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Reuben Saltzman

Minneapolis Time of Sale Energy Disclosure

The City of Minneapolis is getting serious about implementing a Time of Sale Energy Disclosure, which would add information about energy efficiency to Truth-In-Sale of Housing (TISH) evaluation reports. The goal is for this information to be collected at the same time as the TISH evaluation, ideally by the same TISH evaluator.

Climate Action Plan

In 2013, the Minneapolis City Council adopted the City’s Climate Action Plan. Part of that plan calls for a 15% increase in energy efficiency for residential buildings by 2025. To get there, there are several items listed to help achieve that goal, but the one that we’re talking about today is the following:

Create time-of-sale and time-of-rent energy label disclosure. New homeowners and potential tenants are a target group to promote energy upgrades, as they can be more receptive to making these investments (particularly when financing is available). Tenants could also use an asset rating label to make comparisons about energy performance and cost between units or buildings. Minneapolis currently requires a home inspection prior to any Minneapolis home being put on the market (the Truth-in-Housing program). The City could green the Truth-in-Housing program by including the collection of data sufficient to generate an energy label as well as other easily accessible data such as lead paint, history of superfund site, etc. In order to be cost-effective, data collection would need to be as limited as possible while providing useful information to the homeowner. The Center for Energy and Environment has developed an energy label that is particularly relevant for Minneapolis housing stock that is currently being used in the Community Energy Services residential program, and could be expanded for use in the Truth-in-Housing program. A label for multi-family structures does not yet exist.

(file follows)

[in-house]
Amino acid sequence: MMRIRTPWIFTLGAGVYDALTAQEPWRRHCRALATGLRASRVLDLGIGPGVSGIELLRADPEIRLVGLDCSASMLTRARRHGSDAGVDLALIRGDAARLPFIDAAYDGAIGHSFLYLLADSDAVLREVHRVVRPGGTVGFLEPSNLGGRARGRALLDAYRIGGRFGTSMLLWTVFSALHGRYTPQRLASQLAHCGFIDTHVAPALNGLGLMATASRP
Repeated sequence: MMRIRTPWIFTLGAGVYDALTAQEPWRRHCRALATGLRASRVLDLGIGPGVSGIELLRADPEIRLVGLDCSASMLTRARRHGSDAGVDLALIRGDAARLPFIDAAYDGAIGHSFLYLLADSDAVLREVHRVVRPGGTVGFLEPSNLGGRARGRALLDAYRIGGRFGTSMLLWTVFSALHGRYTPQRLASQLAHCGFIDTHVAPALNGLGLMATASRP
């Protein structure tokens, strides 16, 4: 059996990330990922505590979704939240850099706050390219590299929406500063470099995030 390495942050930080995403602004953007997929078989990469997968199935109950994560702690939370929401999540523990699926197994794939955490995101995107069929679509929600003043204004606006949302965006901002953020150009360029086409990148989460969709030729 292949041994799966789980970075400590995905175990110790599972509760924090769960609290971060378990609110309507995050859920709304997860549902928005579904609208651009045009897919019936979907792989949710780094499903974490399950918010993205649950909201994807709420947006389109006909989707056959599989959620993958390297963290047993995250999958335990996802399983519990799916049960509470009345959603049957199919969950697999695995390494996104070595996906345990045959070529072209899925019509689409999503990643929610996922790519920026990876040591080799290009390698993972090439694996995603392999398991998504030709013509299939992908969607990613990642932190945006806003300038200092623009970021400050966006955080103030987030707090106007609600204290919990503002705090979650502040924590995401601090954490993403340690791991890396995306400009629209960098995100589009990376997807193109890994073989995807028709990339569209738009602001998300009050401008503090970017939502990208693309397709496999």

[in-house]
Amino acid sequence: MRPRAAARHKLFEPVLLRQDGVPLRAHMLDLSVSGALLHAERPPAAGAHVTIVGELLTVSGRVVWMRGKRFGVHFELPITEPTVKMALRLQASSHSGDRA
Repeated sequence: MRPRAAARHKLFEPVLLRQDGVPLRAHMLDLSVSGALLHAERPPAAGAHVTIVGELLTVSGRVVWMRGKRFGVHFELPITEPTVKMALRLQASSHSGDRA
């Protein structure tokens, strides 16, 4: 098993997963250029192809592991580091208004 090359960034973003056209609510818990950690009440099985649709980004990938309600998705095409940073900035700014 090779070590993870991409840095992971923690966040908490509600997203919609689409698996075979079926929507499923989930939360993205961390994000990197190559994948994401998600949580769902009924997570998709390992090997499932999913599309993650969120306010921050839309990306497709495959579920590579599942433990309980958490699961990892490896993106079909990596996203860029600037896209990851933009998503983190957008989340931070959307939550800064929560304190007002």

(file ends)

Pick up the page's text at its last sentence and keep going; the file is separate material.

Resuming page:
So that’s what’s driving this whole thing. Minneapolis is committed to implementing a program that discloses information about energy use in buildings at the time that the building is offered for sale. The analogy I’ve heard is that we don’t buy vehicles without MPG ratings, but we’re perfectly accustomed to buying homes without energy ratings. The logical counterpoint to this argument, however, is that we’re perfectly accustomed to buying used vehicles without MPG ratings.

Center for Energy and Environment

In 2016, I met with a representative from the Center for Energy and Environment (CEE) to hear more about this proposed program, and I expressed interest in being involved in the test program. CEE began rolling out the test program in 2017, starting with some meetings to explain the program.